1. The colonial and the colonized both misunderstood each other and in turn created new models of these misunderstandings for each other...
2. The Bible went through “acceptable” and “unacceptable” selection process in its codification... the same was recreated on SD works...
3. The “Hindu Scriptures” are a colonial invention, but not the last version. Even Vyasa codified the Vedas, so internal and external models and remodels have occurred, but what is different with the colonial process - is their lack of Adhikara (this has to be earned - authority and ownership). Even to date a Pollock or a Witzel has no Adhikara... somtimes it is the innocuous bs that gets peddled as yoga by half-baked teachers in the west. Patanjali who?
4. The colonial process also assumed they were replaying what they the Christians had done in non-converted Europe. The Indian’s were just the neophyte Irish or the Lithuanians to convert from their pagan gods and polytheistic ways... if only their “scriptures” were codified and sorted out...
5. Notice the game of defeating the “druids” is a easy replay on the “Brahmins” - humans are tedious and boringly repetitious - its really hard for old dogs to learn new tricks...
6. Finally, the Hindu Smriti system was a mechanism to adjust the model to the context and practice and vis versa. The colonial process ended up making a final law book out of it. So no feedback was possible. The current crazy is the Constitution and Personal Law has codified “caste” and “scripture”
7. To complete the mess - the colonial state was bequeathed to the colonized deracinated and further confounded the mess with Fabian socialism and rights based personal law crazy that continues the stupidity to date.
8. The native genius, songs, text and the context/practice is therefore beyond the ken of modern deracinated
9. The only way forward is to go back - to a non English conversation and articulation - a meta paan for the brain! :mrgreen:
10. In the villages and the traditional folks, there is still remnants of this genius perhaps there is a way....

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Re: Tradition, Culture, Religion & Law in Indian Society

Postby DharmaB » 19 Jun 2019 18:04

A pictorial representation of evolution (God's Creation) according to Meher Baba...

http://www.beachwalla.net/trimbak/chart.php

Image

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Re: Tradition, Culture, Religion & Law in Indian Society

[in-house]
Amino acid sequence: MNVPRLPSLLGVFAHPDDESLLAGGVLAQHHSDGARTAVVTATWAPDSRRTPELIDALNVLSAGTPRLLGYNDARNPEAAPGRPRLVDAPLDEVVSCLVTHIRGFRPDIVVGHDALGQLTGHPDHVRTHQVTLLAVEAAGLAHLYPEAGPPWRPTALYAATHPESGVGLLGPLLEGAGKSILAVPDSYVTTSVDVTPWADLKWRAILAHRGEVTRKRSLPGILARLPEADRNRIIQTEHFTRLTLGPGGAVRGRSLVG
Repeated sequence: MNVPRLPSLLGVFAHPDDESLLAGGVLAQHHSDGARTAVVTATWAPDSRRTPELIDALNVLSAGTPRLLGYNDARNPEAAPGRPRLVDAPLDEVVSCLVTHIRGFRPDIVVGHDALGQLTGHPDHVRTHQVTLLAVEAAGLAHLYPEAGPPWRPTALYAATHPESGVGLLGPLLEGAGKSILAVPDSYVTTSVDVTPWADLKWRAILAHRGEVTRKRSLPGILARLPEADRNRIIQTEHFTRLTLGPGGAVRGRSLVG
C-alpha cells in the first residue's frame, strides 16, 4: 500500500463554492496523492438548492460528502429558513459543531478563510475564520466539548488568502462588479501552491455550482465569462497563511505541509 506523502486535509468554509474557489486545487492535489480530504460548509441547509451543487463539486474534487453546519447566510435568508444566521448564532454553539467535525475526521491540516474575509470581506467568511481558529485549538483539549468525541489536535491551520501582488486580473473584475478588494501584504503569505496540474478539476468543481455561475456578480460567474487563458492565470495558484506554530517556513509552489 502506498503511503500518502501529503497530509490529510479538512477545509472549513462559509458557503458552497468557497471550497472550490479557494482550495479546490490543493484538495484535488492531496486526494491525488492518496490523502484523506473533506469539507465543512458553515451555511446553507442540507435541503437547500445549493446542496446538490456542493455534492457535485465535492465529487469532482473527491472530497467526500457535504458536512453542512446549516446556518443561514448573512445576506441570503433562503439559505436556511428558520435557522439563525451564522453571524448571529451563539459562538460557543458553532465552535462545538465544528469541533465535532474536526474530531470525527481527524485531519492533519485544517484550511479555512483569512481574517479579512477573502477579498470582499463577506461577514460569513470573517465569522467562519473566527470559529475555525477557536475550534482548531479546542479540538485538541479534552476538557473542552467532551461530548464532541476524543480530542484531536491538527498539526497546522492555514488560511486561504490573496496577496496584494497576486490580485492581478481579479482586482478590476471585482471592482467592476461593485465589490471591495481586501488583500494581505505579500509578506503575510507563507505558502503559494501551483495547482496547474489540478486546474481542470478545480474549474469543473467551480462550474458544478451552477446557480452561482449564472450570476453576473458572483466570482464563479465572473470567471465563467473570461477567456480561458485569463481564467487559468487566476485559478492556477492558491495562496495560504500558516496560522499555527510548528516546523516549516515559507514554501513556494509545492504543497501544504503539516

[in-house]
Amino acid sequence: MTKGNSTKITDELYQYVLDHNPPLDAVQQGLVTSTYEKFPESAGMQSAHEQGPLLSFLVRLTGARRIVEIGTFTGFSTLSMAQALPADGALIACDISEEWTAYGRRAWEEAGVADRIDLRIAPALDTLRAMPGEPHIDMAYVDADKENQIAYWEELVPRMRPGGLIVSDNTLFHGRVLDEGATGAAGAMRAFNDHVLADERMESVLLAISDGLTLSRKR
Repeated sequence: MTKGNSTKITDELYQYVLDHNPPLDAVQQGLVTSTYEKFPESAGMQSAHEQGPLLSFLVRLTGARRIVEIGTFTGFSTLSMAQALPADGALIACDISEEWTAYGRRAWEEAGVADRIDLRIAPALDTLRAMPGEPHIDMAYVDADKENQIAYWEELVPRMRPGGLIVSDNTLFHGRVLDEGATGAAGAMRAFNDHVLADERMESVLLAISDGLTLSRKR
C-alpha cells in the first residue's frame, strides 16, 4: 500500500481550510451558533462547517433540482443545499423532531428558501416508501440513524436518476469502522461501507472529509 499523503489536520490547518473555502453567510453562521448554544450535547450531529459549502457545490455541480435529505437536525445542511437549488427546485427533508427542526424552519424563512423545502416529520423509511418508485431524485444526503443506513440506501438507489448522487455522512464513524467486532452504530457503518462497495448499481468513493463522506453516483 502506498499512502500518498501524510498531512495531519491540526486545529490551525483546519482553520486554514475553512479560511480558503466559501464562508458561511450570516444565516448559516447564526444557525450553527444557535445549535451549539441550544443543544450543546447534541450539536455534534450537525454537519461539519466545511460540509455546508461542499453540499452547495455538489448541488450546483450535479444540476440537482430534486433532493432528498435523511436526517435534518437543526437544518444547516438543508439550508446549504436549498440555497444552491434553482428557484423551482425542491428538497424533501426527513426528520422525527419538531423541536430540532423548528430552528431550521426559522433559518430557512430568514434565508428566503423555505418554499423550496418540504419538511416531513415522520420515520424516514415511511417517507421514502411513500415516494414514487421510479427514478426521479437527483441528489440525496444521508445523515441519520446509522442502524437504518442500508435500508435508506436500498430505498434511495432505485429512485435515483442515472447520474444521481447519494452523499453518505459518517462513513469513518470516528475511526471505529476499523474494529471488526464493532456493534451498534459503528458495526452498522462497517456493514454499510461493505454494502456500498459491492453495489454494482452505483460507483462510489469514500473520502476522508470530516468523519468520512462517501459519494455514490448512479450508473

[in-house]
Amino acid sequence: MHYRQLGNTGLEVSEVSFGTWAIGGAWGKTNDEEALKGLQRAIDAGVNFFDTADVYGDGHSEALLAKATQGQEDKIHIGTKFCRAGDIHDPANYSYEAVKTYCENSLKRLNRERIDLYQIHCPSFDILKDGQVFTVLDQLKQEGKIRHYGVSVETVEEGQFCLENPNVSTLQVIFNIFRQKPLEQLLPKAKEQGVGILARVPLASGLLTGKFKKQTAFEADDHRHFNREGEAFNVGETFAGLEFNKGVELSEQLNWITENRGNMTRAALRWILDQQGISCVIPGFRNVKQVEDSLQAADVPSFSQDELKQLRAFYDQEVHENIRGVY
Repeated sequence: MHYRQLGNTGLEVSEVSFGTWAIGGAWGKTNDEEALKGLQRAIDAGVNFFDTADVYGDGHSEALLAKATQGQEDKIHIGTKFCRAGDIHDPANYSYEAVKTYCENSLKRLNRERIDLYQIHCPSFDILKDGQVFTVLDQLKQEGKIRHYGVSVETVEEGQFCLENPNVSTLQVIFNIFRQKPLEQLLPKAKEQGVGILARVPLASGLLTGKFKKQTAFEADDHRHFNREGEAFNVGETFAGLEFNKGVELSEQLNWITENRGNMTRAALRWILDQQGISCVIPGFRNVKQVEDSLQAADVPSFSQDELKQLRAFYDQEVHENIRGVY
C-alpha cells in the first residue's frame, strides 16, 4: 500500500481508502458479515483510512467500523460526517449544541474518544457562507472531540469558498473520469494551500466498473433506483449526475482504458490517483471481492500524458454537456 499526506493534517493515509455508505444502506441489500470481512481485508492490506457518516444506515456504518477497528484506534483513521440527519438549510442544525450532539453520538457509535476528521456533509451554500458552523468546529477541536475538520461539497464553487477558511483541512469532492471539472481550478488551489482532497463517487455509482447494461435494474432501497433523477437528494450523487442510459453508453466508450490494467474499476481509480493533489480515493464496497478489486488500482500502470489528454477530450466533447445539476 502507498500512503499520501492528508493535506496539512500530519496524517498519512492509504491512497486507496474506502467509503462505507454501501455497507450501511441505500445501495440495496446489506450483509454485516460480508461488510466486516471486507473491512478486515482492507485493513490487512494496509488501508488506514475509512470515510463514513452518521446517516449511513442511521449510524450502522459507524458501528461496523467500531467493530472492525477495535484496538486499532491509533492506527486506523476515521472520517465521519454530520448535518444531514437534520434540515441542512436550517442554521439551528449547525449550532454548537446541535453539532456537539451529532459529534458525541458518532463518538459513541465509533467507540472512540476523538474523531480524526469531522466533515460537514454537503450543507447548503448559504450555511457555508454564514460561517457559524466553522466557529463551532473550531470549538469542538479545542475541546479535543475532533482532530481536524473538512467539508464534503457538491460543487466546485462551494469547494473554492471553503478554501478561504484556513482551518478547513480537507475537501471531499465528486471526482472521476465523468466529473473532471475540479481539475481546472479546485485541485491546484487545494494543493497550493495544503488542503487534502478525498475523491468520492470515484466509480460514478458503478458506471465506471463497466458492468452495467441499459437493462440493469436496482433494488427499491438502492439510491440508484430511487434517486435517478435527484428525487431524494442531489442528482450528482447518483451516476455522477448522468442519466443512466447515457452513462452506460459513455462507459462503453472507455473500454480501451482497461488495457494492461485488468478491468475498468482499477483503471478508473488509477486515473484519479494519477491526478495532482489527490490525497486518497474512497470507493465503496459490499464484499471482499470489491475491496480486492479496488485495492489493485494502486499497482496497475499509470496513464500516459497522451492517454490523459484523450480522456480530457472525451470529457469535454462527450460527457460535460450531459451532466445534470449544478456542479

Postby sudarshan » 21 Jun 2019 07:08

[2] - (this number is inserted here for later referring to this post)

Truth score from the following observations:
  • Rama and Vali
  • Sita's Agnipariksha
  • Bhishma's death
  • Drona's death
  • Duryodhana's death
  • Krishna running away to Dwaraka

I have more observations to come, just that I believe that all of the above are based on the same principle/ explanation (or on the same way of deriving from the axioms).

To briefly explain what the aim is here:
  • These observations are taken from the epics
  • We want to see if these observations are consistent with our axioms
    • If they are, then the postulate of "these axioms define the basis of our scriptures" is corroborated (note: not "proved," just "corroborated")
    • If not, then the axioms are falsified
    • Depending on how many of the observations match the axioms, we can calculate a truth score (i.e., if we have 20 observations, and only 16 match the axioms, then our truth score is 80%)
  • As and when I compare the observations against the axioms, my aim is also to note which of the observations are dependent on the "disinterested God" principle in axiom 1.

Also:
  • These observations have been explained by various seers and authorities before
  • My interpretation is not novel
  • However, my aim is slightly different - not just to explain why God seemingly behaved in "adharmic" ways, but to also show the behavior as consistent with the axioms, or derivable from the axioms

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Re: Tradition, Culture, Religion & Law in Indian Society

Postby sudarshan » 21 Jun 2019 07:31

[3] - (this number is inserted here for later referring to this post)

Axiom 1. - God is all-powerful, but disinterested in materializing any of that potential
Axiom 2. - Desire fulfillment (we, living beings in the material plane, are all here to fulfill our desire of materializing our abstract potential)